Measuring fidelity to delivery of a new smoking cessation intervention integrated into routine tuberculosis care in Pakistan and Bangladesh: Contextual differences and opportunities

Melanie Boeckmann, Omara Dogar, Saima Saeed, Arman Majidulla, Shilpi Swami, Amina Khan, Kamran Siddiqi, Daniel Kotz

Research output: Contribution to journalArticlepeer-review

Abstract

INTRODUCTION: Tobacco smoking among tuberculosis (TB) patients leads to poorer treatment outcomes. Smoking cessation support should be integrated into routine TB care. We measured healthcare providers' fidelity to a smoking cessation intervention integrated into routine TB care, in Bangladesh and Pakistan. We aimed to understand the role of providers and settings in the implementation of behavior support (BS) messages for TB and smoking cessation.

METHODS: The integrated BS intervention was implemented in TB clinics (24 public and 1 private). Cross-sectional data were collected on the fidelity of delivery of the BS intervention using a predefined fidelity index based on an existing validated method of measuring intervention fidelity. Audio-recordings of patient-provider BS sessions were coded using the fidelity index. Intervention fidelity was presented as the proportion of sessions that implemented BS messages.

RESULTS: A total of 96 sessions were conducted, 37 in Bangladesh and 59 in Pakistan. In public settings, TB medication advice was offered in 91.9% (95% CI: 78.7- 97.2) of sessions in Bangladesh, and in 75.5% (95% CI: 62.4-85.1) of sessions in Pakistan; whilst it was offered in 83.3% (95% CI: 43.7-97.0) of sessions in the private setting in Pakistan. Patients' smoking status was assessed in 70.3% (95% CI: 54.2-82.5) of sessions in Bangladesh, and in 34.0% (95% CI: 22.7-47.4) of sessions in the public setting and in 66.7% (95% CI: 30.0-90.3) of sessions in the private setting in Pakistan. A quit date was set in 32.4% (95% CI: 19.6-48.5) of all sessions in Bangladesh, and in 33.3% (95% CI: 9.6-70.0) of all sessions in the public setting in Pakistan.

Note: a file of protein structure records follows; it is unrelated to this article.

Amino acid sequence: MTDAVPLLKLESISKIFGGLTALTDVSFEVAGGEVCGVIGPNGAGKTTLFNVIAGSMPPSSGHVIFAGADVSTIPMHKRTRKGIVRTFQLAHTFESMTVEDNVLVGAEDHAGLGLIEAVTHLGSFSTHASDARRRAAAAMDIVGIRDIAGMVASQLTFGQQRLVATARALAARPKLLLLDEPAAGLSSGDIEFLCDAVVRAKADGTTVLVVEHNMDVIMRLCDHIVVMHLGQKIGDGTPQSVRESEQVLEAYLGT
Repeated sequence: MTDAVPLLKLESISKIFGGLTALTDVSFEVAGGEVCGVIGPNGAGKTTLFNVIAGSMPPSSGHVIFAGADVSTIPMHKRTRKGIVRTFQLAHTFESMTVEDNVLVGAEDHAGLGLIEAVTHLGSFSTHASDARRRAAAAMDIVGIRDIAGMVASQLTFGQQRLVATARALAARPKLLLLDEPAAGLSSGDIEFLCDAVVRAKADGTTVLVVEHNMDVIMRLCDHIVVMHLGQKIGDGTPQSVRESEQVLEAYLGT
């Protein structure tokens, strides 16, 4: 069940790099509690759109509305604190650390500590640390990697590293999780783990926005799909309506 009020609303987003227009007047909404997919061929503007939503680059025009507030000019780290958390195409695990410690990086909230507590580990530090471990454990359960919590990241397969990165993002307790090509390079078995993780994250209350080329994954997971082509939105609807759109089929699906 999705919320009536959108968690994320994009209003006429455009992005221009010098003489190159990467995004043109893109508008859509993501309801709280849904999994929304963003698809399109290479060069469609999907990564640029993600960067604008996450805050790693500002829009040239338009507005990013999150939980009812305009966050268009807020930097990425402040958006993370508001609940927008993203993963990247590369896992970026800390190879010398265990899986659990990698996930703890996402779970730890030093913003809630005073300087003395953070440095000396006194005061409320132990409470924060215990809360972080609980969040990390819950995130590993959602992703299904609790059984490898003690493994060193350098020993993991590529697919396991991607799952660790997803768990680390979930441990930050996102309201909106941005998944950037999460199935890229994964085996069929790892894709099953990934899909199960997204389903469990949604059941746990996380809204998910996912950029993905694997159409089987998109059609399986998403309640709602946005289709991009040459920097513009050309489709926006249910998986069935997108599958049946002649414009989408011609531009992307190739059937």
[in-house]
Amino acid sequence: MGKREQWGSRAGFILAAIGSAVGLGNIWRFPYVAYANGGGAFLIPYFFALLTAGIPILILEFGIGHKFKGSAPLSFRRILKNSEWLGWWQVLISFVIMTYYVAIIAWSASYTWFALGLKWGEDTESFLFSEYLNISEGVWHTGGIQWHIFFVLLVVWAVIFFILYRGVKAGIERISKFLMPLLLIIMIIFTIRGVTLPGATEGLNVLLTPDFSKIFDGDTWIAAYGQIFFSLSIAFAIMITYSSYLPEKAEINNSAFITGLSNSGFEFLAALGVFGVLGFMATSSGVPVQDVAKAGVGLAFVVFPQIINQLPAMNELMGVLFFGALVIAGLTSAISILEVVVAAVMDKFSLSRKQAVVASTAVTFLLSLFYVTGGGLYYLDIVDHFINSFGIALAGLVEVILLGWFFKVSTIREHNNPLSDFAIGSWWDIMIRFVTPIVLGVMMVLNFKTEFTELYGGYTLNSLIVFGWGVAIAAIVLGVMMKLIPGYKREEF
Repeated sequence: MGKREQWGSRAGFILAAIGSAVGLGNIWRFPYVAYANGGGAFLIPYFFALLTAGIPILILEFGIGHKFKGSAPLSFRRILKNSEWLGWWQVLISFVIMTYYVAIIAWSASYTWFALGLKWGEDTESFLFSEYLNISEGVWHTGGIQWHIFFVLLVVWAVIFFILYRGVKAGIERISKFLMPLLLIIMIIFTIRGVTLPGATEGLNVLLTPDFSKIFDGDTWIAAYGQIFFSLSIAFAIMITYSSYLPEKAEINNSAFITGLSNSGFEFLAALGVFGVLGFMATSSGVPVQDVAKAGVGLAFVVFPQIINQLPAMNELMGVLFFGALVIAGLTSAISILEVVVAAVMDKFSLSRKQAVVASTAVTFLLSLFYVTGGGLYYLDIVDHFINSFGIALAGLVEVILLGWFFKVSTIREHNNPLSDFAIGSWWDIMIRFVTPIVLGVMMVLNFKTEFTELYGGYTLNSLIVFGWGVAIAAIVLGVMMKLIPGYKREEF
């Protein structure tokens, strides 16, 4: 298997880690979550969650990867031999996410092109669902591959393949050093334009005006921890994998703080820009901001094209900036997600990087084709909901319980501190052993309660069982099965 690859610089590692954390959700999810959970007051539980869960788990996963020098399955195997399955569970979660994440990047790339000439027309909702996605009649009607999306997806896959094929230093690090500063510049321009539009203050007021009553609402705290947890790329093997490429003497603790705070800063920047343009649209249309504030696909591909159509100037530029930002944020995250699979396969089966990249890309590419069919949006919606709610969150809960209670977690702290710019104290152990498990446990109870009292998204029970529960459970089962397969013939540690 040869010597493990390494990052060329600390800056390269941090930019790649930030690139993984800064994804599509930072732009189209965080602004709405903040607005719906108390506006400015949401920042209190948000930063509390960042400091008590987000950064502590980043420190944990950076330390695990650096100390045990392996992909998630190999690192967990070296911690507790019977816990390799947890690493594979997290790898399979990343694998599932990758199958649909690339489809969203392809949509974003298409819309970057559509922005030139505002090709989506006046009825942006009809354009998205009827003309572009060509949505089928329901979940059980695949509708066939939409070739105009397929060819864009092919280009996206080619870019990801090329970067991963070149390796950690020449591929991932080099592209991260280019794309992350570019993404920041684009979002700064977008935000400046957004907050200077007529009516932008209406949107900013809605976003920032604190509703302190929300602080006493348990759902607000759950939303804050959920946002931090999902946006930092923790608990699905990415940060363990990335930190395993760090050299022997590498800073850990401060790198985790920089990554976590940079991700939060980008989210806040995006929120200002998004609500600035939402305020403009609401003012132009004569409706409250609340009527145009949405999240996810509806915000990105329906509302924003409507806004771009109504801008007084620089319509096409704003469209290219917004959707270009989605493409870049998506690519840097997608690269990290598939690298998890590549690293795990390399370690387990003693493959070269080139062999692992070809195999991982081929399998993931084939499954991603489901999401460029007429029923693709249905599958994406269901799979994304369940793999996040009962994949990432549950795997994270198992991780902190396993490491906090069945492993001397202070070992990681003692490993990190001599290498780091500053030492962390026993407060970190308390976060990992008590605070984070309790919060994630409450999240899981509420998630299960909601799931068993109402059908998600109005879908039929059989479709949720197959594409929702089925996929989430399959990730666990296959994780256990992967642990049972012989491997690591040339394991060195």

CONCLUSIONS: Fidelity to the intended delivery of the intervention was found to be high for TB-related messages but not for smoking cessation messages. Clinic contexts may play a mediating role in health workers' opportunities to deliver the intervention as planned.

TRIAL REGISTRATION: International Standard Randomized Clinical Trial Number (ISRCTN43811467). Registered 23 March 2016, https://doi.org/10.1186/ISRCTN43811467.

Original languageEnglish
Pages (from-to)24
JournalTobacco Induced Diseases
Volume19
DOIs
Publication statusPublished - 9 Apr 2021

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